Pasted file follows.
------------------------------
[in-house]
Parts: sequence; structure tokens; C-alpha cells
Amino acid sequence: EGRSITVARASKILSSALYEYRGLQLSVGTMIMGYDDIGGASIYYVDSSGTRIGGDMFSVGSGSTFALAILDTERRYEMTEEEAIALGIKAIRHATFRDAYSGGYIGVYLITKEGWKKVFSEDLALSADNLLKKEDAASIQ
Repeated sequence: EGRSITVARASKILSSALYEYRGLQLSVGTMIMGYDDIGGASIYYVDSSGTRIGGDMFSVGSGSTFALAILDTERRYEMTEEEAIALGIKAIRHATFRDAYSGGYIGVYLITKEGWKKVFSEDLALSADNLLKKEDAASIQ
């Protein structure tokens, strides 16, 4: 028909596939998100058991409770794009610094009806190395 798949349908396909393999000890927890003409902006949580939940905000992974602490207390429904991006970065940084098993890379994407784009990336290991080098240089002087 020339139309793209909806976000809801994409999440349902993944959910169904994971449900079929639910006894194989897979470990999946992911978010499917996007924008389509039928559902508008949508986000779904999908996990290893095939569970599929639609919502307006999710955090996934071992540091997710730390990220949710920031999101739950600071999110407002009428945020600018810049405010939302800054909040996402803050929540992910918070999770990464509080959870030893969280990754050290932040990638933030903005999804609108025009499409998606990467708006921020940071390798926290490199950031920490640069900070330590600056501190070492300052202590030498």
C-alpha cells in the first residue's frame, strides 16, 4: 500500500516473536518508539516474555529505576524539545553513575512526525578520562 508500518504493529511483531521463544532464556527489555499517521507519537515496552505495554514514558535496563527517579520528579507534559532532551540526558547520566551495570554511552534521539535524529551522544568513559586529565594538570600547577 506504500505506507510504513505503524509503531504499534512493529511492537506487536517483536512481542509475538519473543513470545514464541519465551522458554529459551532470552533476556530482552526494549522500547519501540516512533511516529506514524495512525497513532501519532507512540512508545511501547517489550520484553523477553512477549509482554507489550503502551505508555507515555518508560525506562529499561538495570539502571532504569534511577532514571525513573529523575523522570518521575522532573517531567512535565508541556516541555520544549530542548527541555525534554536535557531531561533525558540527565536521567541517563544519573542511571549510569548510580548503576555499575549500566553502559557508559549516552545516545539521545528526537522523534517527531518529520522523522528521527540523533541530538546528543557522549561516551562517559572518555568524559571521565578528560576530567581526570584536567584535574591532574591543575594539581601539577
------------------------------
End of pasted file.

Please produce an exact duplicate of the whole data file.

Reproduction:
[in-house]
Parts: sequence; structure tokens; C-alpha cells
Amino acid sequence: EGRSITVARASKILSSALYEYRGLQLSVGTMIMGYDDIGGASIYYVDSSGTRIGGDMFSVGSGSTFALAILDTERRYEMTEEEAIALGIKAIRHATFRDAYSGGYIGVYLITKEGWKKVFSEDLALSADNLLKKEDAASIQ
Repeated sequence: EGRSITVARASKILSSALYEYRGLQLSVGTMIMGYDDIGGASIYYVDSSGTRIGGDMFSVGSGSTFALAILDTERRYEMTEEEAIALGIKAIRHATFRDAYSGGYIGVYLITKEGWKKVFSEDLALSADNLLKKEDAASIQ
């Protein structure tokens, strides 16, 4: 028909596939998100058991409770794009610094009806190395 798949349908396909393999000890927890003409902006949580939940905000992974602490207390429904991006970065940084098993890379994407784009990336290991080098240089002087 020339139309793209909806976000809801994409999440349902993944959910169904994971449900079929639910006894194989897979470990999946992911978010499917996007924008389509039928559902508008949508986000779904999908996990290893095939569970599929639609919502307006999710955090996934071992540091997710730390990220949710920031999101739950600071999110407002009428945020600018810049405010939302800054909040996402803050929540992910918070999770990464509080959870030893969280990754050290932040990638933030903005999804609108025009499409998606990467708006921020940071390798926290490199950031920490640069900070330590600056501190070492300052202590030498």
C-alpha cells in the first residue's frame, strides 16, 4: 500500500516473536518508539516474555529505576524539545553513575512526525578520562 508500518504493529511483531521463544532464556527489555499517521507519537515496552505495554514514558535496563527517579520528579507534559532532551540526558547520566551495570554511552534521539535524529551522544568513559586529565594538570600547577 506504500505506507510504513505503524509503531504499534512493529511492537506487536517483536512481542509475538519473543513470545514464541519465551522458554529459551532470552533476556530482552526494549522500547519501540516512533511516529506514524495512525497513532501519532507512540512508545511501547517489550520484553523477553512477549509482554507489550503502551505508555507515555518508560525506562529499561538495570539502571532504569534511577532514571525513573529523575523522570518521575522532573517531567512535565508541556516541555520544549530542548527541555525534554536535557531531561533525558540527565536521567541517563544519573542511571549510569548510580548503576555499575549500566553502559557508559549516552545516545539521545528526537522523534517527531518529520522523522528521527540523533541530538546528543557522549561516551562517559572518555568524559571521565578528560576530567581526570584536567584535574591532574591543575594539581601539577